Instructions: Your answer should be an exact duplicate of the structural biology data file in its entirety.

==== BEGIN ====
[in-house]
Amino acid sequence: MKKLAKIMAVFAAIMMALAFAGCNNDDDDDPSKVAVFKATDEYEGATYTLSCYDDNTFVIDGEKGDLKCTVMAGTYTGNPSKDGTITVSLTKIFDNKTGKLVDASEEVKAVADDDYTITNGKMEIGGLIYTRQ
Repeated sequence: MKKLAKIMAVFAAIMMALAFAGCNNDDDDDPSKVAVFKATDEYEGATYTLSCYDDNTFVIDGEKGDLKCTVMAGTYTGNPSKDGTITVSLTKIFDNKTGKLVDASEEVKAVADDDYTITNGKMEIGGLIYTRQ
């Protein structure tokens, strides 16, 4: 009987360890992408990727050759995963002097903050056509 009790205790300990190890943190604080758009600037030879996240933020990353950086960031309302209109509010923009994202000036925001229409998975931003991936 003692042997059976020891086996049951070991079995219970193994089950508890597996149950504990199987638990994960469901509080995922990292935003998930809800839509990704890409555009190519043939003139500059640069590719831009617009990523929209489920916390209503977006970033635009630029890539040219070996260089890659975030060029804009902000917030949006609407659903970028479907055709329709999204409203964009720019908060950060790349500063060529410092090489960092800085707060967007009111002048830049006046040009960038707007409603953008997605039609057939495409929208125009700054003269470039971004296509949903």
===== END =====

[in-house]
Amino acid sequence: MKKLAKIMAVFAAIMMALAFAGCNNDDDDDPSKVAVFKATDEYEGATYTLSCYDDNTFVIDGEKGDLKCTVMAGTYTGNPSKDGTITVSLTKIFDNKTGKLVDASEEVKAVADDDYTITNGKMEIGGLIYTRQ
Repeated sequence: MKKLAKIMAVFAAIMMALAFAGCNNDDDDDPSKVAVFKATDEYEGATYTLSCYDDNTFVIDGEKGDLKCTVMAGTYTGNPSKDGTITVSLTKIFDNKTGKLVDASEEVKAVADDDYTITNGKMEIGGLIYTRQ
């Protein structure tokens, strides 16, 4: 009987360890992408990727050759995963002097903050056509 009790205790300990190890943190604080758009600037030879996240933020990353950086960031309302209109509010923009994202000036925001229409998975931003991936 003692042997059976020891086996049951070991079995219970193994089950508890597996149950504990199987638990994960469901509080995922990292935003998930809800839509990704890409555009190519043939003139500059640069590719831009617009990523929209489920916390209503977006970033635009630029890539040219070996260089890659975030060029804009902000917030949006609407659903970028479907055709329709999204409203964009720019908060950060790349500063060529410092090489960092800085707060967007009111002048830049006046040009960038707007409603953008997605039609057939495409929208125009700054003269470039971004296509949903």